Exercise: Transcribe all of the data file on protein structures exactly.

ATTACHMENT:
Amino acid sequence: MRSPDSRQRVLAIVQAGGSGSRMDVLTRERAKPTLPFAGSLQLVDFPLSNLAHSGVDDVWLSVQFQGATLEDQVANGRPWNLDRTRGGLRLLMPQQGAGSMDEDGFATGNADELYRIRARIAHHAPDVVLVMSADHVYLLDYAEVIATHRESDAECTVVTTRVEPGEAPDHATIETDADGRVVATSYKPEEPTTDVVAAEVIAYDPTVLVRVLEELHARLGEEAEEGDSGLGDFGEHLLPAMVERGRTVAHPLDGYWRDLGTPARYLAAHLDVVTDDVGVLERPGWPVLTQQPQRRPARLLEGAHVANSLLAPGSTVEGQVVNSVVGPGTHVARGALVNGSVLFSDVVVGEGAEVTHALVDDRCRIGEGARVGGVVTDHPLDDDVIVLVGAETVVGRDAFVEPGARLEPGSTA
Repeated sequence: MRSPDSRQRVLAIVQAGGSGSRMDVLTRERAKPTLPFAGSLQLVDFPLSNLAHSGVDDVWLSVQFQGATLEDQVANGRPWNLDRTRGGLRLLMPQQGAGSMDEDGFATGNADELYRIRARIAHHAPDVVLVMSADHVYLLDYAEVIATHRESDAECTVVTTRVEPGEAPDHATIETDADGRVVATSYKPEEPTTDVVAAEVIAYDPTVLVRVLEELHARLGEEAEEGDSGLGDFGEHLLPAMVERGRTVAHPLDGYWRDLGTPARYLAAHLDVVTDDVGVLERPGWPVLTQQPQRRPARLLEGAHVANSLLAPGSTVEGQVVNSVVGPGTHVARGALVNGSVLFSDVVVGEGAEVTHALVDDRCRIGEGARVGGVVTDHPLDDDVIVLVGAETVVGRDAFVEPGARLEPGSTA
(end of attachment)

Amino acid sequence: MRSPDSRQRVLAIVQAGGSGSRMDVLTRERAKPTLPFAGSLQLVDFPLSNLAHSGVDDVWLSVQFQGATLEDQVANGRPWNLDRTRGGLRLLMPQQGAGSMDEDGFATGNADELYRIRARIAHHAPDVVLVMSADHVYLLDYAEVIATHRESDAECTVVTTRVEPGEAPDHATIETDADGRVVATSYKPEEPTTDVVAAEVIAYDPTVLVRVLEELHARLGEEAEEGDSGLGDFGEHLLPAMVERGRTVAHPLDGYWRDLGTPARYLAAHLDVVTDDVGVLERPGWPVLTQQPQRRPARLLEGAHVANSLLAPGSTVEGQVVNSVVGPGTHVARGALVNGSVLFSDVVVGEGAEVTHALVDDRCRIGEGARVGGVVTDHPLDDDVIVLVGAETVVGRDAFVEPGARLEPGSTA
Repeated sequence: MRSPDSRQRVLAIVQAGGSGSRMDVLTRERAKPTLPFAGSLQLVDFPLSNLAHSGVDDVWLSVQFQGATLEDQVANGRPWNLDRTRGGLRLLMPQQGAGSMDEDGFATGNADELYRIRARIAHHAPDVVLVMSADHVYLLDYAEVIATHRESDAECTVVTTRVEPGEAPDHATIETDADGRVVATSYKPEEPTTDVVAAEVIAYDPTVLVRVLEELHARLGEEAEEGDSGLGDFGEHLLPAMVERGRTVAHPLDGYWRDLGTPARYLAAHLDVVTDDVGVLERPGWPVLTQQPQRRPARLLEGAHVANSLLAPGSTVEGQVVNSVVGPGTHVARGALVNGSVLFSDVVVGEGAEVTHALVDDRCRIGEGARVGGVVTDHPLDDDVIVLVGAETVVGRDAFVEPGARLEPGSTA